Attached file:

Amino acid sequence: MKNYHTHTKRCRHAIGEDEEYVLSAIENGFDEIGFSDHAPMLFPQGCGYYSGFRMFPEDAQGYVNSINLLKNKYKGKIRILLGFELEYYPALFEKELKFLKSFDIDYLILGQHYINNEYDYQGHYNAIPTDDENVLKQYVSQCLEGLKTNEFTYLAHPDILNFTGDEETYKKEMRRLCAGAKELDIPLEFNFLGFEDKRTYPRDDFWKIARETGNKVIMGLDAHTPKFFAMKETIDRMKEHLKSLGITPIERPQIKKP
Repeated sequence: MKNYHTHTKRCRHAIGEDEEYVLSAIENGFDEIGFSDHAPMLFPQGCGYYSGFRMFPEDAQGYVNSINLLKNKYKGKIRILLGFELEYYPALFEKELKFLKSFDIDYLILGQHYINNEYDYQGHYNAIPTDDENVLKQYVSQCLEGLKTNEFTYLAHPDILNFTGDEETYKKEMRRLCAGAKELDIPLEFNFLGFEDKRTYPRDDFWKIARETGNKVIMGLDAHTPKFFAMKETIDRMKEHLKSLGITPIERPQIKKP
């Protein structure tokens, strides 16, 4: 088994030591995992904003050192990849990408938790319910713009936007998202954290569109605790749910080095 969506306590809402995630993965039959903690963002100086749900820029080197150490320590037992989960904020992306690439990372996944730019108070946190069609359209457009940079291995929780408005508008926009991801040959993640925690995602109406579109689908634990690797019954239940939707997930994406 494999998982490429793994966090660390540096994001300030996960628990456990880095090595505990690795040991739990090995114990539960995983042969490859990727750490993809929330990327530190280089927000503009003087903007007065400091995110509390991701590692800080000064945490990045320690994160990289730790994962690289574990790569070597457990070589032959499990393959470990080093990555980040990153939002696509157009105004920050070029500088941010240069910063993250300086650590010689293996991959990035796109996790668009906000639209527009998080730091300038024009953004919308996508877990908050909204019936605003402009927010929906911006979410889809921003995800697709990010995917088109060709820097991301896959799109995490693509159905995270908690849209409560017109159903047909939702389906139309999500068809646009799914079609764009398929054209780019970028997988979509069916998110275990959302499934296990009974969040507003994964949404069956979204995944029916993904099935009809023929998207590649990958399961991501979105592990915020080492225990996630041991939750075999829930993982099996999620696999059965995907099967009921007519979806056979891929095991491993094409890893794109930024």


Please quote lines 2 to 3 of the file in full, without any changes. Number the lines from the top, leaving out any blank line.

Repeated sequence: MKNYHTHTKRCRHAIGEDEEYVLSAIENGFDEIGFSDHAPMLFPQGCGYYSGFRMFPEDAQGYVNSINLLKNKYKGKIRILLGFELEYYPALFEKELKFLKSFDIDYLILGQHYINNEYDYQGHYNAIPTDDENVLKQYVSQCLEGLKTNEFTYLAHPDILNFTGDEETYKKEMRRLCAGAKELDIPLEFNFLGFEDKRTYPRDDFWKIARETGNKVIMGLDAHTPKFFAMKETIDRMKEHLKSLGITPIERPQIKKP
């Protein structure tokens, strides 16, 4: 088994030591995992904003050192990849990408938790319910713009936007998202954290569109605790749910080095 969506306590809402995630993965039959903690963002100086749900820029080197150490320590037992989960904020992306690439990372996944730019108070946190069609359209457009940079291995929780408005508008926009991801040959993640925690995602109406579109689908634990690797019954239940939707997930994406 494999998982490429793994966090660390540096994001300030996960628990456990880095090595505990690795040991739990090995114990539960995983042969490859990727750490993809929330990327530190280089927000503009003087903007007065400091995110509390991701590692800080000064945490990045320690994160990289730790994962690289574990790569070597457990070589032959499990393959470990080093990555980040990153939002696509157009105004920050070029500088941010240069910063993250300086650590010689293996991959990035796109996790668009906000639209527009998080730091300038024009953004919308996508877990908050909204019936605003402009927010929906911006979410889809921003995800697709990010995917088109060709820097991301896959799109995490693509159905995270908690849209409560017109159903047909939702389906139309999500068809646009799914079609764009398929054209780019970028997988979509069916998110275990959302499934296990009974969040507003994964949404069956979204995944029916993904099935009809023929998207590649990958399961991501979105592990915020080492225990996630041991939750075999829930993982099996999620696999059965995907099967009921007519979806056979891929095991491993094409890893794109930024």